Sunday

5th Jul 2020

EU and US accused of cover-up on organ trafficking

Western governments have known about the criminal activities of senior politicians in Kosovo for a long time, Council of Europe investigator Dick Marty has said, adding that Europe is now unwilling to properly investigate the situation for fear of being exposed.

"Western countries knew all the time what was happening in Kosovo but nobody did anything about it," Mr Marty said in an interview with the Slovenian daily Delo on Saturday (12 February).

Read and decide

Join EUobserver today

Support quality EU news

Get instant access to all articles — and 20 years of archives. 14-day free trial.

... or subscribe as a group

  • Dick Marty said Brussels would do everything it could to make the case sink into oblivion (Photo: EUobserver)

A report published by Mr Marty in December sent shockwaves through the international community when it linked Kosovo Prime Minister Hashim Thaci to a gruesome crime ring which carried out organ harvesting and heroin smuggling in the region.

Serb prisoners held in special detention camps were killed and had their organs extracted for sale on the international black market in the 1990s, claimed the 27-page document.

A former leader of the Kosovo Liberation Army (KLA), Mr Thaci's name was frequently cited in intelligence and diplomatic reports from Kosovo sent by western information agencies such as the FBI, MI6, "but the western politicians persistently remained quiet," Mr Marty said in the interview.

"Everybody kept quiet. That's the real scandal, not my report in which I only wrote what many have known for a long time," he added.

That claim appears to be supported by a recently leaked US diplomatic cable which suggests former Dutch state secretary for European Affairs Frans Timmermans warned the US in 2007 that senior Kosovo officials were heavily involved in criminal activities.

"Kosovo is run by people who live off crime ... [they have] no other means to support themselves," Mr Timmermans reportedly told US officials in The Hague, according to the cable published by WikiLeaks.

An EU mission in Kosovo, Eulex, is currently investigating the recent allegations, but the supervisory body is plagued by internal problems that will prevent witnesses giving real evidence, Mr Marty said.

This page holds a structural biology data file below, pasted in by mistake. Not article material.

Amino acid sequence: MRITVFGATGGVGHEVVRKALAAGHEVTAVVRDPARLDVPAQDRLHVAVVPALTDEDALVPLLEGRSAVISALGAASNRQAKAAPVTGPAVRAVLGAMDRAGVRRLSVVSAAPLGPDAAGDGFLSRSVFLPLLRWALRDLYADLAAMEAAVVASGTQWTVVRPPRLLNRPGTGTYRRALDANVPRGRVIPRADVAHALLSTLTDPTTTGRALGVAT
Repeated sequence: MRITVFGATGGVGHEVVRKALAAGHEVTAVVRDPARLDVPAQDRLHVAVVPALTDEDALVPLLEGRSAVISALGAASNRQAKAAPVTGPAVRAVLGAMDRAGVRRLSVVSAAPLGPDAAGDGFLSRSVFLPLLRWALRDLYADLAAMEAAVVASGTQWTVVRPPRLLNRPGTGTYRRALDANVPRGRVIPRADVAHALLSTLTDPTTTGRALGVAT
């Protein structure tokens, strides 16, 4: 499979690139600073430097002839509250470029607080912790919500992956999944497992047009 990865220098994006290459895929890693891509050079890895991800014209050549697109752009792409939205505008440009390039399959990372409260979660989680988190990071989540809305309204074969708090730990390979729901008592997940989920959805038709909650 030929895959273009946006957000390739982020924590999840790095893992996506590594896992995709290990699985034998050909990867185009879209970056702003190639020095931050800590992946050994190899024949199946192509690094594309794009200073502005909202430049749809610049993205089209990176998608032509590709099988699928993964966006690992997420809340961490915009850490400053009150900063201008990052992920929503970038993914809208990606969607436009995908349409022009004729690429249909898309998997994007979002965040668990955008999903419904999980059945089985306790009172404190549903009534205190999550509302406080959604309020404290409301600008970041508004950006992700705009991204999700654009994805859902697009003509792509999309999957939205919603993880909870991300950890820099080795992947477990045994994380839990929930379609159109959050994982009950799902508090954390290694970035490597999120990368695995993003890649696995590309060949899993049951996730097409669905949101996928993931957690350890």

"There is no secrecy. All translators are local, there are many local staff. That is why even the most confidential information has been systematically leaking," he said.

"If I gave [Eulex] the names of the witnesses I interviewed [as called for by the EU], their lives would immediately be under threat."

Instead, a special investigation unit from abroad with a credible witness protection programme is needed, suggested the Swiss politician - something he feels Europe will oppose as it will expose their previous unwillingness to act.

"Europe is never going to accept that. Because it knows that my witnesses would really talk and reveal that a large part of the European politicians knew all along what was going on in Kosovo. Do you really think that Brussels wants to hear something like this," he said.

Organised crime problem dogs EU record on Kosovo

Four years after EU police came to Kosovo it has not indicted any top suspects on organised crime, posing questions about its work and the integrity of Kosovo's leaders.

Facial-recognition moratorium back on EU agenda

Members of the committee on civil liberties widely supported a moratorium on facial recognition for law enforcement purposes, just after the EU data watchdog backed earlier this week the ban on this technology in public spaces.

EU parliament chairs explain missing lobbyist meetings

MEPs in January 2019 agreed to a rule change in a bid for greater transparency. The rules included requiring committee chairs to publish their meetings with registered lobbyists. EUobserver spoke to six chairs, who haven't done so yet.

Opinion

Why so few women in EU missions?

Angela Merkel is only the seventh woman to chair the Council of the European Union's meetings. And in 2020 there is no woman leading any of the current 11 European civilian missions (let alone the six military operations).

News in Brief

  1. EU grants Remdesivir conditional authorisation
  2. French prime minister and government resign
  3. France lied on Nato naval clash, Turkey claims
  4. EU highlights abuses in recent Russia vote
  5. Belgium bids to host EU mask stockpile
  6. France shamed on refugees by European court
  7. French and Dutch police take down criminal phone network
  8. EU launches infringement case on Covid-19 cancelled trips

Opinion

On toppling statues

The internationally-acclaimed author of King Leopold's Ghost, Adam Hochschild, writes on Belgium's problems with statues, in the wake of the Black Lives Matter movement.

Feature

The 150 random French citizens advising Macron

Some 150 randomly-picked men and women make up Emmanuel Macron's Citizens' Climate Convention. This week Macron invited them to the Élysée Palace and promised - nearly - all of their wishes would come true .

Stakeholders' Highlights

  1. Nordic Council of MinistersNEW REPORT: Eight in ten people are concerned about climate change
  2. UNESDAHow reducing sugar and calories in soft drinks makes the healthier choice the easy choice
  3. Nordic Council of MinistersGreen energy to power Nordic start after Covid-19
  4. European Sustainable Energy WeekThis year’s EU Sustainable Energy Week (EUSEW) will be held digitally!
  5. Nordic Council of MinistersNordic states are fighting to protect gender equality during corona crisis
  6. UNESDACircularity works, let’s all give it a chance

Join EUobserver

Support quality EU news

Join us